Other consumer records can also assist the marketer. For instance, health organisations could keep a track of incidents and patient lifestyles that might propose diagnostic testing and cure. Insurance companies, such as USAA, which has conventionally focused on army officers and their families, already do this. USAA tracks marriages, births and other life-changing patterns so it can recommend clients on changing requirements. By responding to these patterns, USAA enhances revenues by selling more insurance and financial services. Additionally, it enhances consumer satisfaction and loyalty by observing and adapting to their requirements. (Buss, Crawford, Gordon, and St-Maurice, 2001a)
Marketers need to be cautious with this data and construct a relationship based on loyalty. A few of the businesses have natural benefits: People are more likely to trust a teacher or a healthcare professional than a supermarket. Nevertheless, if relationships can be constructed and if the marketer offers worthy suggestions, the consumer is likely to be loyal. It is easier for a consumer to stay with a loyal company rather switching to another. (Kahn, 2000)
A Virtuous Circle
By learning consumer priorities and focussing on long-term relationships, managers can present products and services that fit consumers’ requirements. They can also perform this in a manner that guarantees loyalty. If a company wins a consumer’s trust and if, as a result of that trust, consumers share tactical information about their priorities and requirements, it will be hard for competitors to replicate the relationship.
As relationships develop, consumers will tend to purchase more from the company. Also, the more a consumer buys, the more likely he or she will be to buy from that company again. This honourable circle is unbreakable because the more a consumer buys from the trusted company; the less likely the consumer is to turn to another supplier. Lastly, the returning consumer is more expected to switch to a premium product or service.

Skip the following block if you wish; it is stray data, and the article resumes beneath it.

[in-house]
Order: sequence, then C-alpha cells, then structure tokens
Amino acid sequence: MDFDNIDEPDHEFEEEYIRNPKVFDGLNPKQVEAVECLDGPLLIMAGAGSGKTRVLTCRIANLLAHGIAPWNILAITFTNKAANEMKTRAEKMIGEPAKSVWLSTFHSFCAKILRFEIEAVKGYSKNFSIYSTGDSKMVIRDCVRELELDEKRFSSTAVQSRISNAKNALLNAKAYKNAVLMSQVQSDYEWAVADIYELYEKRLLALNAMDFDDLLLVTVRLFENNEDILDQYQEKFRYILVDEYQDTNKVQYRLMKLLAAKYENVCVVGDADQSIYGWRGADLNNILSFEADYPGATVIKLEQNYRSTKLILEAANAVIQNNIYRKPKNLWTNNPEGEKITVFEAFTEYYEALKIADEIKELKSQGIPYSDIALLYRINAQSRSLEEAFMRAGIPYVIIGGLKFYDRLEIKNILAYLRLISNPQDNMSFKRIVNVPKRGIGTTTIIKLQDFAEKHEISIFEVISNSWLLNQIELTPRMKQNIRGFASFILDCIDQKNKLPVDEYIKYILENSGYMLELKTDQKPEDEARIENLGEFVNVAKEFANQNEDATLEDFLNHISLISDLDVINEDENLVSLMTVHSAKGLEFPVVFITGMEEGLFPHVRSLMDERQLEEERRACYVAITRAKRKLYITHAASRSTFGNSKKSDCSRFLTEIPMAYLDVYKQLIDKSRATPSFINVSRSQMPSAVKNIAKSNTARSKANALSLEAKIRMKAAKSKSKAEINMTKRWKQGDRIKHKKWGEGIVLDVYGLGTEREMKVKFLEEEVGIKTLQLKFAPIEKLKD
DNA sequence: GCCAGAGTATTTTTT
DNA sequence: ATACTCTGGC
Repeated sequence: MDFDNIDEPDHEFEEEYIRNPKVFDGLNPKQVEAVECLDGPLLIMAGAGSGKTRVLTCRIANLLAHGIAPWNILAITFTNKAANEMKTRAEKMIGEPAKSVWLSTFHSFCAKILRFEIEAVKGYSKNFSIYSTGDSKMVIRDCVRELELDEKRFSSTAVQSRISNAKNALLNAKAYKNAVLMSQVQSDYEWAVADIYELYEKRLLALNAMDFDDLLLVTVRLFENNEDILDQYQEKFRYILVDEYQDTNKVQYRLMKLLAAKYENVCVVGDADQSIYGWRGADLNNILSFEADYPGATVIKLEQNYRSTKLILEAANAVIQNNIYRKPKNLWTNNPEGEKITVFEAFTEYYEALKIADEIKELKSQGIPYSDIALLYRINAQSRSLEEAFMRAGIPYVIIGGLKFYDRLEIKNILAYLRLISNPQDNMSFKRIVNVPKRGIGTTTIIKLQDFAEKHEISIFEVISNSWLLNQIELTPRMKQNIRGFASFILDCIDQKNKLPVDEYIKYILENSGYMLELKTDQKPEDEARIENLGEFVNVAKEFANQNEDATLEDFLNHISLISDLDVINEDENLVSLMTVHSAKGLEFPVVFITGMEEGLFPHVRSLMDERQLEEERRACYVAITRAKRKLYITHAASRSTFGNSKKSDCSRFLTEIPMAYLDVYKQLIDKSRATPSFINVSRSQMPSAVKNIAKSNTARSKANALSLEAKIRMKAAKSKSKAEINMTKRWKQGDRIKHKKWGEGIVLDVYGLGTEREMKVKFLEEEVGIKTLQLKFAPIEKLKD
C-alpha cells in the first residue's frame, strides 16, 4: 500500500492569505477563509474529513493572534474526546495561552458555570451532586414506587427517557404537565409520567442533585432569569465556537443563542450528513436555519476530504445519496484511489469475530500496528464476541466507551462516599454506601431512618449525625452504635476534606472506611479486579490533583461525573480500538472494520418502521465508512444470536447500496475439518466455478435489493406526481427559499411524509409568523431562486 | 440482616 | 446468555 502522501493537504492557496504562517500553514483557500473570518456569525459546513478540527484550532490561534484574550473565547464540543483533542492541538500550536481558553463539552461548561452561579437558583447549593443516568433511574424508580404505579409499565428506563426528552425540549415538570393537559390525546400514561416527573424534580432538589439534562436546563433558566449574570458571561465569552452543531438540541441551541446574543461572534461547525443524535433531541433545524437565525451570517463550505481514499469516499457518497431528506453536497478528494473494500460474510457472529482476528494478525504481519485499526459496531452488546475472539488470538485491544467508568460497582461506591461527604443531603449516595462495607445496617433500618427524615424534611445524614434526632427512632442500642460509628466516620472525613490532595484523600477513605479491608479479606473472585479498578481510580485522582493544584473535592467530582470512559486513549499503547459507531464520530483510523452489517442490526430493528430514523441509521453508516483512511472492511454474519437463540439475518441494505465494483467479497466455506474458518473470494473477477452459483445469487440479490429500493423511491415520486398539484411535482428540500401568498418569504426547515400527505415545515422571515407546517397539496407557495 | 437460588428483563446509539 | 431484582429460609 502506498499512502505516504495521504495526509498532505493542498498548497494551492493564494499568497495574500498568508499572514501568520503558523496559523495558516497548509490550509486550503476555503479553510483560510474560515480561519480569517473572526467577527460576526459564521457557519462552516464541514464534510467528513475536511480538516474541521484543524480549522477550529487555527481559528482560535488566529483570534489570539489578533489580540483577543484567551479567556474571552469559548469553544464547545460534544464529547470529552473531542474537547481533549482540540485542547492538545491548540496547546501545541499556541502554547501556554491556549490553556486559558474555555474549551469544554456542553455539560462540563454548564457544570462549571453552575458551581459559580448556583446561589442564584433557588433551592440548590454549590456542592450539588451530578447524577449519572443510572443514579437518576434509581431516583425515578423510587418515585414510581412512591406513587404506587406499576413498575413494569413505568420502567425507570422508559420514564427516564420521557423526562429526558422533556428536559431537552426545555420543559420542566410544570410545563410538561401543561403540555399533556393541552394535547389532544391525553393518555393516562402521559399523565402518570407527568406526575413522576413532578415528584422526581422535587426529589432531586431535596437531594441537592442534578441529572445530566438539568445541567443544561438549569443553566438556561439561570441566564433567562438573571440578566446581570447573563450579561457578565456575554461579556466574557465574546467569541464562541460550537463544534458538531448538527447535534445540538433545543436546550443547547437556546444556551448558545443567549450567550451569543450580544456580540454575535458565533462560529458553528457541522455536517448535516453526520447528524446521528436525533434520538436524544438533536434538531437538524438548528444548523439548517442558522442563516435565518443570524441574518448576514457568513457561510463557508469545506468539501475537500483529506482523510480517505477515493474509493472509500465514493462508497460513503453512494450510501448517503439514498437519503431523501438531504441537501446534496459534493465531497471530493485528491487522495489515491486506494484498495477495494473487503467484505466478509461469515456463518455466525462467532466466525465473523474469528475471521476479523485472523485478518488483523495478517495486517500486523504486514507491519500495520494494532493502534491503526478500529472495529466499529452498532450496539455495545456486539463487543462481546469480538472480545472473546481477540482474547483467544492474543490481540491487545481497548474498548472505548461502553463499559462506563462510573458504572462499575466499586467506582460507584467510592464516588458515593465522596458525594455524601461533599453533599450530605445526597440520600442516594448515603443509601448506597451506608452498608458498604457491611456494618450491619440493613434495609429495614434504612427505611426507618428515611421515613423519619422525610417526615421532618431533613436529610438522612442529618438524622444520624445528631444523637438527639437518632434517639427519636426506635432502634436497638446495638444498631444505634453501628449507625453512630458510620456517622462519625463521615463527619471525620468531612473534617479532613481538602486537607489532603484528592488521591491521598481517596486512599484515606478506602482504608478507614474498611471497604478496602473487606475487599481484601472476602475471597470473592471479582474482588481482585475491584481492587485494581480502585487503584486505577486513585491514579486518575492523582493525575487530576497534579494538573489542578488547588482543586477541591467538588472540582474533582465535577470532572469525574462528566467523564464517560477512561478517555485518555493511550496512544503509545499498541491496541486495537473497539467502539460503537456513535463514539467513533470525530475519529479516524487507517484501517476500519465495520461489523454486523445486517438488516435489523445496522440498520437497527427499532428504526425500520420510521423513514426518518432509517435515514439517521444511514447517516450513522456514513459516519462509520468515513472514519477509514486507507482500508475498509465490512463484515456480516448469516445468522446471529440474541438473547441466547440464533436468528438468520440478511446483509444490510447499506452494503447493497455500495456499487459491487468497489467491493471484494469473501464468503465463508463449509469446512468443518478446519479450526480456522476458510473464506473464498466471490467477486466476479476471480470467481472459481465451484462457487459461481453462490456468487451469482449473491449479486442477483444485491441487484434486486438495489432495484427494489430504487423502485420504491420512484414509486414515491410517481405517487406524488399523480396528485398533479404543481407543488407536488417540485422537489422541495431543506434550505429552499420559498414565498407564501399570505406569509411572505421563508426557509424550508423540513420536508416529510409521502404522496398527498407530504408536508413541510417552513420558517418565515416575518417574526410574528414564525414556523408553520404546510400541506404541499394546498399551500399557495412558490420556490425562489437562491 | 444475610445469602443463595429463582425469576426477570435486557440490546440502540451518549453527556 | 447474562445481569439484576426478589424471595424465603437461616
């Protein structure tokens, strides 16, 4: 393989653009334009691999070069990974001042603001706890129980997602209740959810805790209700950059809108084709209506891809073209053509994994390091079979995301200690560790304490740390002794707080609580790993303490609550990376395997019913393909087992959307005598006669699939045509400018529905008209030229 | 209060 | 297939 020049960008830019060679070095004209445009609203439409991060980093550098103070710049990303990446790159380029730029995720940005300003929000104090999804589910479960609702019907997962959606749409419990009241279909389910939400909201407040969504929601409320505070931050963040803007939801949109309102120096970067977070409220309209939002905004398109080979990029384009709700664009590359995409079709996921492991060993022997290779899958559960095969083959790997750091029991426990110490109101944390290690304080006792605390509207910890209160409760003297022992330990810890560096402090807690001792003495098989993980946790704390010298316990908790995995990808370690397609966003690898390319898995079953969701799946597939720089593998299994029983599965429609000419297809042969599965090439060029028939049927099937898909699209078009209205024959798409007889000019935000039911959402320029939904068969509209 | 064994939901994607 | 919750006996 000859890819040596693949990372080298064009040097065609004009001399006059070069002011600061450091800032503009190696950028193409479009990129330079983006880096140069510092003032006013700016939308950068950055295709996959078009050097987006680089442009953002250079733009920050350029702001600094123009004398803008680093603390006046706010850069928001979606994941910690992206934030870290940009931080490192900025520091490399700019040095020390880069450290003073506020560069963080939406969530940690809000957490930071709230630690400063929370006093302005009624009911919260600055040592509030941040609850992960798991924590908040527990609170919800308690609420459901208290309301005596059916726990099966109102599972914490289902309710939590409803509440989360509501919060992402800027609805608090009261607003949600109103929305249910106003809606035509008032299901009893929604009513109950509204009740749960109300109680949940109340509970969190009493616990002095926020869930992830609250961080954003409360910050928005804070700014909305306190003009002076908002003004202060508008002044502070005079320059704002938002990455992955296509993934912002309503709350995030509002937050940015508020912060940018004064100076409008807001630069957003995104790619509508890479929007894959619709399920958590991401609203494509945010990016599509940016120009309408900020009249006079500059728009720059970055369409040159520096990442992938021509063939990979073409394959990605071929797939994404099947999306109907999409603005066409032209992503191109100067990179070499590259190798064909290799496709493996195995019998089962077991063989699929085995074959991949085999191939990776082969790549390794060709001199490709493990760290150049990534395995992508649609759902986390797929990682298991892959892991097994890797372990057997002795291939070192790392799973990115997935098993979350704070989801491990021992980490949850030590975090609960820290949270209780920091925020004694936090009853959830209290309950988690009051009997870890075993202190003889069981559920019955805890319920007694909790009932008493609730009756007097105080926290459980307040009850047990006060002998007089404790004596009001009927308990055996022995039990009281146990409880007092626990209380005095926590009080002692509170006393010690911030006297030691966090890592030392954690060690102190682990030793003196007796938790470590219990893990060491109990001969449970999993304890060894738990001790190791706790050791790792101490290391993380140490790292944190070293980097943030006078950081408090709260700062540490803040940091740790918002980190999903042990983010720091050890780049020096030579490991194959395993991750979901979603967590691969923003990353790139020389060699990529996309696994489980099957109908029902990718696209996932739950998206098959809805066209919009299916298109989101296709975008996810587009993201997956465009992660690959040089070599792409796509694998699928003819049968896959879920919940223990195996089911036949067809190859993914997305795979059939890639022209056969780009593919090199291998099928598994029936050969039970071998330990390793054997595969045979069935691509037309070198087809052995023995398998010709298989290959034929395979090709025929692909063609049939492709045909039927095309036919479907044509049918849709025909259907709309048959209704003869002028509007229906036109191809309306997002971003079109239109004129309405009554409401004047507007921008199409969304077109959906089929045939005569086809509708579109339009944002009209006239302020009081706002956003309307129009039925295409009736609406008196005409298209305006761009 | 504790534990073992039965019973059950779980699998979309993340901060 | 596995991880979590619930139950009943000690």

The eventual incentive in managing Customised relationships will appear if a company can transform consumers into supporters. A fresh example has been observed among Palm Pilot owners. The Palm Pilot can be modified and so has obsessive supporters. Owners are eager to submit their names and priorities, to be on mailing lists, and are recurrent visitors to the company’s web pages. Furthermore, these loyal consumers praise the qualities of the product to likely buyers. (Buss, Crawford, Gordon, and St-Maurice, 2001b)
Although price strategies may be efficient in the short-term, they rarely come out best in the long run. A better approach to alter consumers into advocates is to attempt to meet the requirements of each consumer more accurately. Learning consumers’ priorities can not only assist meet their requirements better than the competition, but can also assist marketers counterfeit a stable relationship. (http://knowledge.wharton.upenn.edu/article.cfm?articleid=269)
As many companies have discovered, interactions between designers and consumers during the development of new products can provide managers with information that can help make the products more acceptable in the marketplace. (Buss et al, 2001a)
Certainly, Levi’s is one of the best-known brands the world-over. But the company’s advertising of its “authentic” jeans does not reverberate with younger shoppers. While some boomers still believe them hip, that’s exactly why their kids don’t.
Eleven years ago, Levi Strauss introduced a programme to customise its jeans for women. As the programme became more popular, retail outlets began getting requests for the Customised jeans from men. Last fall, the clothing manufacturer enlarged its custom fit programme to all accommodate both sexes, as consumer demand for the personalized product transcended traditional gender marketing lines. “What started out as a fit solution for women became a style solution for everyone,” says Jeff Beckman, senior manager of communication at the San Francisco-based company. (Mazur, 2002)
At ₤55 per pair, the “Original Spin” programme uses an in-store computerised kiosk to let the consumer select between specific models, fabric, leg openings, buttons and colours. A sales associate then measures length and waist size. “After all the measurements are calculated, the computer will suggest a ‘test drive jean’ for the consumer to try on,” says Beckman. “242 test drive jeans are on hand at the store so there is approximately always going to be match. It also gives the consumer a chance to tweak the fit of the jeans by saying something like ‘I like it baggier in the thigh,'” (Mazur, 2002)
The programme is available at 13 select Original Levi’s stores and department stores nationwide. “When Levis Strauss offered “Personal Pair,” they experienced a 38 percent repurchase rate, compared to the normal repurchase rate of their products of just 12 percent,” says Peppers. With “Original Spin,” they have expanded their made-to-order jeans from 10,000 different sizes for women, to 1.5 million Customised styles for both sexes.” (Zeiger, 1999)
There are three at the loyal end. Emotive loyalists are the company’s champions, who feel strongly that the brand is best for them. Next come the inertial loyalists, who rarely switch because they don’t feel it’s worth it or can’t be bothered.